In recent years there have been considerable efforts to achieve miniaturization of magnetic structures and devices. Most of these efforts have focused on increasing the storage density by reducing the size of the bits. Several techniques are currently being used to prepare ordered magnetic nanostructures including various lithography techniques. Another alternative approach to achieve nanopatterned media is the use of anodized Al templates. In this case, a two-step anodization process has been successfully used following the method introduced by Masuda and Fukuda. The first anodization process generates a porous alumina layer with a disordered surface and an ordered array of hollows at the alumina–aluminium interface. By removing the alumina layer and performing a second anodization process in the remaining nanostructured Al sample, an ordered alumina membrane with parallel aligned self-assembled nanopores is obtained.
Various routes have been proposed to replicate this ordering of the template where the final replicated nanostructures consist of highly ordered glassy nanohole or nanochannel arrays. Furthermore, the replica/antireplica process is currently used to fabricate arrays of nanowires or antidot structures. In particular, metal nanohole arrays based on the replication of an anodic alumina membrane have been recently reported using a polymeric material in the intermediate process.
Magnetic antidots are currently a topic intensively investigated because they are promising candidates for a new generation of electronic devices. Furthermore, the magnetic antidots can play an important role in magnonics and can be excellent candidates for ultra-high density magnetic recording media, due to the absence of the superparamagnetic effect in these systems. The presence of holes in a thin film produces a specific dipolar field, which controls the nucleation and propagation of domain walls. Thus, by varying the size of the holes in the antidots, one could control which types of domain walls can be propagated on antidots. Not only that, it also has been shown that varying the size of the holes in an array of antidots also affects the magnetoresistance, permeability, and in general, all their magnetic properties. A clear example of this is the increase in coercivity observed in arrays of antidots compared to a continuous film. This is due to a change in the way the system reverses its magnetization as a function of the size of the holes. Besides, by varying the holes dimensions, symmetry of the lattice and external magnetic field it is possible to tune the frequencies of ferromagnetic resonance modes in antidot arrays. Finally, another system that is of interest is the arrays of nanostructured antidots obtained by self-assembling polystyrene nanospheres.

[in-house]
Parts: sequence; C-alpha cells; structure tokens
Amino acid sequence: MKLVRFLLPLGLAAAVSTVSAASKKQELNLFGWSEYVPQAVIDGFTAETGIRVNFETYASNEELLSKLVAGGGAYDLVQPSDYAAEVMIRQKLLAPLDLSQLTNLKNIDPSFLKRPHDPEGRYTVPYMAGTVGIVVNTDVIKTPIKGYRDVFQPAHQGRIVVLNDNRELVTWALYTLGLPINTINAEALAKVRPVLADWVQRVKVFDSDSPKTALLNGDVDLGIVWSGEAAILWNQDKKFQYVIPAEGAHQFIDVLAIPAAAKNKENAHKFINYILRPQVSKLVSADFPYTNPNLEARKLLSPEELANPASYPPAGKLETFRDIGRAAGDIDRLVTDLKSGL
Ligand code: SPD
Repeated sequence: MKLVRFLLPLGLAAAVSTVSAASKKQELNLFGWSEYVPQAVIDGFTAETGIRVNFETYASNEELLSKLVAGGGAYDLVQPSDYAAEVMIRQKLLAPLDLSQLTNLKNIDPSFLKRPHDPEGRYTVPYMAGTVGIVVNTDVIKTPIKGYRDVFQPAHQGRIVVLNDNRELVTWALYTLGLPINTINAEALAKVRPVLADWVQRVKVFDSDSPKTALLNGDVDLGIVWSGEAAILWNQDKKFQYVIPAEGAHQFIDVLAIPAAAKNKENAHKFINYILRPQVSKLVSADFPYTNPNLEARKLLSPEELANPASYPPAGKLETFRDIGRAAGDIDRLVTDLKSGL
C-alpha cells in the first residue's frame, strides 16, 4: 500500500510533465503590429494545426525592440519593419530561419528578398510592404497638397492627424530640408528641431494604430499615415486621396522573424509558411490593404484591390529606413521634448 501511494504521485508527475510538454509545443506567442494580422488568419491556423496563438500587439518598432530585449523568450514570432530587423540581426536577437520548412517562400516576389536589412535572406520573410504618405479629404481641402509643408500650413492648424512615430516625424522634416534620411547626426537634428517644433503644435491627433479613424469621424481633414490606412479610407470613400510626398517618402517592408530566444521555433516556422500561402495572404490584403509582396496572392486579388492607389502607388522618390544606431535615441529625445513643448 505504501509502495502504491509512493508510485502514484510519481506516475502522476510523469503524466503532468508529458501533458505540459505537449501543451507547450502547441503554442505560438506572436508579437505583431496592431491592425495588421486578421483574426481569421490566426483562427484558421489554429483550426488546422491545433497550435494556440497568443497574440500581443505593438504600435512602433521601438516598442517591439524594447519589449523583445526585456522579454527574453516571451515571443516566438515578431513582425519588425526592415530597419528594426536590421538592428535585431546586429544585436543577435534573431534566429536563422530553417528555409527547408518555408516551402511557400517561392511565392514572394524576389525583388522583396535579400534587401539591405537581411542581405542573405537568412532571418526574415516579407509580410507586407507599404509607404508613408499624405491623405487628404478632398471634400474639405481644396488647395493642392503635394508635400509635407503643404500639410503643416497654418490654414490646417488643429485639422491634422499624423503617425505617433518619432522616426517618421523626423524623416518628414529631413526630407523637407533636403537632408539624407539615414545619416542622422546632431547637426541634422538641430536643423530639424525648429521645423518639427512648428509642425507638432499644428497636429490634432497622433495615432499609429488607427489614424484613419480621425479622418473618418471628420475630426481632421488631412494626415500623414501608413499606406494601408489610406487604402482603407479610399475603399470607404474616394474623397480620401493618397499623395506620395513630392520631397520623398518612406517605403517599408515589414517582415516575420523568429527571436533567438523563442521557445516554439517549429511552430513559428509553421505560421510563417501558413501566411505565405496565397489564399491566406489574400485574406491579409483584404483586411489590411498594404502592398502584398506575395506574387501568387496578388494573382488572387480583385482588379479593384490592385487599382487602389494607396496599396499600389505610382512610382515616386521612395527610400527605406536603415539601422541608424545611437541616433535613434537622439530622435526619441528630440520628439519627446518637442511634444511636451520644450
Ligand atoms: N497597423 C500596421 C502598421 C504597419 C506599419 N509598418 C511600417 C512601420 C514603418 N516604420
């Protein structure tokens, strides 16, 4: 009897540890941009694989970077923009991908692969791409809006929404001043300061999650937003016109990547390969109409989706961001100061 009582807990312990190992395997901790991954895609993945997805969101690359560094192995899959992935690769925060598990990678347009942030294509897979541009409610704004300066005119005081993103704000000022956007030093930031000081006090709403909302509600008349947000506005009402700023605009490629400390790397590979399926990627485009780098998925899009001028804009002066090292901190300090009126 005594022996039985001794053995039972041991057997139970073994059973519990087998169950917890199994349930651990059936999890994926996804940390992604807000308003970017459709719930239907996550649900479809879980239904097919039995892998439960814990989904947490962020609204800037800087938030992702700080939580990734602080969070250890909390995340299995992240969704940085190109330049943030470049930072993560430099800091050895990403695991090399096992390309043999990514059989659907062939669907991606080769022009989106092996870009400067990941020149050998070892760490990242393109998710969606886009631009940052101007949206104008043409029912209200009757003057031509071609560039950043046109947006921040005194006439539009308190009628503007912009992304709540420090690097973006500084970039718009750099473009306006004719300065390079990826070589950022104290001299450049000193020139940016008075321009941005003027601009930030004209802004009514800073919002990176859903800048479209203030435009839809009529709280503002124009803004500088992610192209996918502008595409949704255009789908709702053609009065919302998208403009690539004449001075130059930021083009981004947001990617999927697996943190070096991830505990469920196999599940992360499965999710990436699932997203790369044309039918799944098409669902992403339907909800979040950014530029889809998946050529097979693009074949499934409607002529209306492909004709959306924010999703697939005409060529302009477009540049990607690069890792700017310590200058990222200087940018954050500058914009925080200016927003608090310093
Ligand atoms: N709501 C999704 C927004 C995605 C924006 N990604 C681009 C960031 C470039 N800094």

In this topic, we have investigated the magnetic properties of permalloy [1,2] and cobalt  magnetic antidot arrays with different hole sizes. Importantly, these articles considered the synthesis of antidots, morphological and magnetic characterization, and theoretical study by micromagnetic simulations. Indeed, in order to investigate the influence of the natural disorder of the net of holes, and the imperfections of the circularity of each hole, we have utilized three-dimensional modeling using the SEM image as a bitmap. The process consists of transforming a SEM image in a black and white image, which can be read for the OOMMF package.
 J. L. Palma, C. Gallardo, L. Spinu, J. M. Vargas, L. S. Dorneles, J. C. Denardin, J. Escrig, Magnetic properties of Fe20Ni80 antidots: Pore size and array disorder, J. Magn. Magn. Mater. 344, 8-13 (2013).
 R. L. Rodríguez-Suárez, J. L. Palma, E. O. Burgos, S. Michea, J. Escrig, J. C. Denardin, C. Aliaga, Ferromagnetic resonance investigation in permalloy magnetic antidot arrays on alumina nanoporous membranes, J. Magn. Magn. Mater. 350, 88-93 (2014).
 S. Michea, J. L. Palma, R. Lavín, J. Briones, J. Escrig, J. C. Denardin, R. L. Rodríguez, Tailoring the magnetic properties of cobalt antidot arrays by varying the pore size and degree of disorder, J. Phys. D: Appl. Phys. 47, 335001 (2014).